The Lamiaceae, or mint family, is the seventh largest flowering plant family with about 7,500 species organised into 236 genera, including herbs, shrubs, trees and even woody climbers. Many are of horticultural or economic importance, including culinary herbs such as basil (Ocimum), fragrant oils such as lavender (Lavandula), and important timber trees such as teak (Tectona grandis). Lamiaceae are also widely used in traditional medicine. The Lamiaceae is therefore a significant component of global plant diversity, particularly in the drylands of the tropics.
The Lamiaceae team’s objective is to gain a deeper insight into the family and its close relatives through high quality research in collaboration with a wider international network, thereby generating a greater understanding of the diversity, utility and conservation needs of this important plant group. Through capacity building, the publication of our research findings, and the development of online tools, the Lamiaceae team aims to share its outputs with a wider audience.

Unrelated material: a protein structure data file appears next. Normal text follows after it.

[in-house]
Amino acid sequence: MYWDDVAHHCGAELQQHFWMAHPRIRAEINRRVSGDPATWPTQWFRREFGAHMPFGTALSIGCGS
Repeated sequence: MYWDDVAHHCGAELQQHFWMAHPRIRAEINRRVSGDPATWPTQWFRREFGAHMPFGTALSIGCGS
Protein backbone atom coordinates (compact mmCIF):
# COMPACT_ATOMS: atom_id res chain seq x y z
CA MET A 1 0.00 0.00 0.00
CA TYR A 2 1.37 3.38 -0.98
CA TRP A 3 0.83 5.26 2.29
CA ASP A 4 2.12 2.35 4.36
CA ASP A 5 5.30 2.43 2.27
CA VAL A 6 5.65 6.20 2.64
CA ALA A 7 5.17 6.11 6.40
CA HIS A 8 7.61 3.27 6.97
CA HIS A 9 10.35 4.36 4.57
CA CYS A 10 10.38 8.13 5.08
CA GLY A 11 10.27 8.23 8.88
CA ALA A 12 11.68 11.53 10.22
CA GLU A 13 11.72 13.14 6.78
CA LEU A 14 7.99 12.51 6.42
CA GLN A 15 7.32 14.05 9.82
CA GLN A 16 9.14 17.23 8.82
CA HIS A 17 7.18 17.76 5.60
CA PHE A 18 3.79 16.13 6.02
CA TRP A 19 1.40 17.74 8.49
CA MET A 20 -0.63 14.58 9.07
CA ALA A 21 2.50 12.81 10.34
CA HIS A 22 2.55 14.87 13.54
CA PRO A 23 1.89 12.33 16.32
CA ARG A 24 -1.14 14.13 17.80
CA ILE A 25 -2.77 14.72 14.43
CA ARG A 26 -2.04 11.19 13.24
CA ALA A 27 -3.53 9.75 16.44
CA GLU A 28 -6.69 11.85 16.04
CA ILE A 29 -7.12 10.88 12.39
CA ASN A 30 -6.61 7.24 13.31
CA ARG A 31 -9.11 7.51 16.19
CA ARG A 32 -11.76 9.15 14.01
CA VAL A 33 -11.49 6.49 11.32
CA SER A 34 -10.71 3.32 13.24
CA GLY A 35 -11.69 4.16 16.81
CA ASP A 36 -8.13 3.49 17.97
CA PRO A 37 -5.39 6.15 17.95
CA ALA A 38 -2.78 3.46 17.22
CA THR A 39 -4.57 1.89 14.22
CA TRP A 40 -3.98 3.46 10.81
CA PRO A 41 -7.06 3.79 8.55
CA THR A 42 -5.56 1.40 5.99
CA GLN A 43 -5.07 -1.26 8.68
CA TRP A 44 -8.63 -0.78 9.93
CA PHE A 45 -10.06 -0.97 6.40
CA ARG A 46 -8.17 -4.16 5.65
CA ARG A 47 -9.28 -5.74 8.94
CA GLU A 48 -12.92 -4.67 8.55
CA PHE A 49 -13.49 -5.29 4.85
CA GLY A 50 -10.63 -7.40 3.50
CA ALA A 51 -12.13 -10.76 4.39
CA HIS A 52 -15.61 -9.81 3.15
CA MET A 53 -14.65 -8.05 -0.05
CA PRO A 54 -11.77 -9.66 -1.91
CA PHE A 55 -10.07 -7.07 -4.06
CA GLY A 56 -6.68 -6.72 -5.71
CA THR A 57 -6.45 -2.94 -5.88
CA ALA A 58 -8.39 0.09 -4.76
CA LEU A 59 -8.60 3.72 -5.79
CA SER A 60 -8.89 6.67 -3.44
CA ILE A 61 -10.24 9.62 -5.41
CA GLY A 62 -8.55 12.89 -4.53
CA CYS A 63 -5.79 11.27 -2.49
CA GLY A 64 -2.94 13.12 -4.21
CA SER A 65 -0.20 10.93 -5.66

The multidisciplinary work of the Lamiaceae team includes displays of horticulturally important genera, writing accounts for much-needed tropical Floras, sequencing specific regions of the genome to investigate the affinities of groups within the family, and analysing members of the family for biologically active compounds, ensuring their sustainable use.
The tropical tribe Ocimeae (basil and allies) provided a focus for activities over the last ten years. Current major focus areas are the subfamily Viticoideae (teak, Vitex and its allies), Southeast Asian floristics, and the medicinally and horticulturally important genus Salvia.
The World Checklist of Lamiaceae and Verbenaceae, covering 7,550 species of Lamiaceae and 1005 Verbenaceae is maintained by the team, as well as the Interactive Key to the Genera of Lamiaceae.